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TPG Contributors JT Genter and Katie Genter traveled to Hong Kong over Thanksgiving. While the weather in Chicago wrecked havoc on both their outbound and return flights, they were still able to fly in Main Cabin Extra on American Airlines’ Boeing 787-8 Dreamliner from Shanghai (PVG) to Dallas (DFW). Here’s their take on the new aircraft.
We’d been seeking out a flight deal to take advantage of during the Thanksgiving holiday. While it was no Etihad-level steal, we found a $769 round-trip from Houston to Hong Kong on American that wasn’t a bad deal considering:
- It departed Saturday and returned the next Sunday, allowing us to minimize vacation time.
- We scheduled a 23.5-hour layover in Tokyo to get a sampling of the city.
- Both transpacific flights were on the new American Airlines Dreamliner.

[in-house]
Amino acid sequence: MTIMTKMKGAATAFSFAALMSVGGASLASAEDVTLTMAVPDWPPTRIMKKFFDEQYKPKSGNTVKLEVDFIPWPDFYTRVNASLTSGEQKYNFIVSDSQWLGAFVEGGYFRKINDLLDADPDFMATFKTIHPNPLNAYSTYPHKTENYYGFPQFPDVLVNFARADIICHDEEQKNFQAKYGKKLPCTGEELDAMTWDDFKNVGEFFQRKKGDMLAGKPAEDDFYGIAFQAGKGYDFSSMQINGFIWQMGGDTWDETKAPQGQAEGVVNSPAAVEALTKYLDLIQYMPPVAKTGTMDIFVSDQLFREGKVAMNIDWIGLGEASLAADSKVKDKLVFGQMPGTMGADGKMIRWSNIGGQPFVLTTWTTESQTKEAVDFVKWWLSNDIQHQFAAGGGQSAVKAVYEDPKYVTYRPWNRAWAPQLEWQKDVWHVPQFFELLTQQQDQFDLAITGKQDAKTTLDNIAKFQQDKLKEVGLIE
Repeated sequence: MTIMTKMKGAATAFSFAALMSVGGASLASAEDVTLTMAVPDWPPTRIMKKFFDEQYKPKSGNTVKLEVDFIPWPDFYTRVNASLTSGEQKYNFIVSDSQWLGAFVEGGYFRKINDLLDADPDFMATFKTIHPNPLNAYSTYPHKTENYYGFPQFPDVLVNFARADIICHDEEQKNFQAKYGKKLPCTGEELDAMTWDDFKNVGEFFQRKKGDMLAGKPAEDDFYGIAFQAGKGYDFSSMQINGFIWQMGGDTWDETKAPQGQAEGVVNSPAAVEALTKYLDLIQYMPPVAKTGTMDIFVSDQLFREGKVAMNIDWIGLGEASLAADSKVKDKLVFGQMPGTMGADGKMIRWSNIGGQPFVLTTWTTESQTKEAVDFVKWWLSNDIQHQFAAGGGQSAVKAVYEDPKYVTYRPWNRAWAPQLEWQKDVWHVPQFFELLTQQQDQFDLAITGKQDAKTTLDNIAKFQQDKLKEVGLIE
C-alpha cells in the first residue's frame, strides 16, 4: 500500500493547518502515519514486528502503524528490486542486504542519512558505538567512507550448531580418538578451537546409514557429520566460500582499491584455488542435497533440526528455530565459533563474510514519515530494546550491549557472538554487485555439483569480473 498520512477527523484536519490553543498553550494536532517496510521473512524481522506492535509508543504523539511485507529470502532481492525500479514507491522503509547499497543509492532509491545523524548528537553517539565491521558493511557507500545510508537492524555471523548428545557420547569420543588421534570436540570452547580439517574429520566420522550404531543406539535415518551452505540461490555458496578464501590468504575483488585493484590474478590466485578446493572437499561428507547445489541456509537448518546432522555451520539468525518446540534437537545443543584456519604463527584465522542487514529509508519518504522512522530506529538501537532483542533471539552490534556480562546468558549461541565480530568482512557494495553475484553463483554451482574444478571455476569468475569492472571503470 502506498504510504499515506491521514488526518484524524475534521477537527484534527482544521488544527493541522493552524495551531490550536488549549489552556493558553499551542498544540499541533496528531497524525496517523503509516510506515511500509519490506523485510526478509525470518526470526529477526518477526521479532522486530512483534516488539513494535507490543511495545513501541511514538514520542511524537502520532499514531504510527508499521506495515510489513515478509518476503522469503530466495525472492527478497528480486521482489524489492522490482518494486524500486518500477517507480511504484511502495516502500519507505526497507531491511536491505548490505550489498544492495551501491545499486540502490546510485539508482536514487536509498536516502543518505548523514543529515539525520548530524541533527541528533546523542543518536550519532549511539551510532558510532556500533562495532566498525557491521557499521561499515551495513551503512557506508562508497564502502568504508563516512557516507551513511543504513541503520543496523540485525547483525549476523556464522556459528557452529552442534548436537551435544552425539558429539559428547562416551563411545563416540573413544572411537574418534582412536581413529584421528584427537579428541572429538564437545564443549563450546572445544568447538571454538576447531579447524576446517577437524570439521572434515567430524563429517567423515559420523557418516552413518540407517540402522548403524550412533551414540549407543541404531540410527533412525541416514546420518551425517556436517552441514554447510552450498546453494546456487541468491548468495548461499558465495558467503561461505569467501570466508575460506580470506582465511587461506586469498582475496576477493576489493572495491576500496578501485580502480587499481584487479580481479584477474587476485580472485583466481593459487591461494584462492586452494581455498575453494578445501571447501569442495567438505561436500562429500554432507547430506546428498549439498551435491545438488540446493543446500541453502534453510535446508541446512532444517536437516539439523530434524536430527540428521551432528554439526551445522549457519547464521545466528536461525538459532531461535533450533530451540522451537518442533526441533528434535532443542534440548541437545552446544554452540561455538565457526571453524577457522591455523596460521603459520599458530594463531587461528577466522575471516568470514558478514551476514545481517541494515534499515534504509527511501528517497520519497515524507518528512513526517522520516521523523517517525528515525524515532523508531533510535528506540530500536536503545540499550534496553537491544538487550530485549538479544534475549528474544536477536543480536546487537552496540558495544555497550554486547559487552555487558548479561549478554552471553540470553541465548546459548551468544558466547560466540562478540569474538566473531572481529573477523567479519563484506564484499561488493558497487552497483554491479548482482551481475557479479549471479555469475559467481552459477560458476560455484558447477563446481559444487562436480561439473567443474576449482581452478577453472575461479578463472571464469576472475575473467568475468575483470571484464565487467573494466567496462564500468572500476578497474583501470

- We could fly in AA Main Cabin Extra, thanks to Katie’s AA Platinum status.
We used our Citi AAdvantage Platinum Select World Elite MasterCard to book the flight. In addition to earning us 2x miles on this American Airlines purchase, this booking satisfied over half of the $3,000 minimum spending requirement to earn the current 50,000-mile sign-up bonus. The sign-up bonus is typically 30,000 after $1,000 spent in the first three months.
After factoring in Katie’s 100% mileage bonus for being an AAdvantage Platinum member, and the pro-rated credit card sign-up bonus, we ended up with 82,850 AAdvantage miles total from this trip. Using current TPG valuation of 1.7 cents per mile, this trip earned us about $1,408 worth of miles. Considering the value of elite-qualifying miles and upgrades earned, these flights practically paid for themselves!
Our outbound was plagued with delays and cancellations — which will be covered in another flight review — so we were hoping for a clean return trip as booked: Hong Kong (HKG) to Tokyo (NRT) to Chicago (ORD) to Houston (IAH). We checked flight statuses the night before, and everything was on time.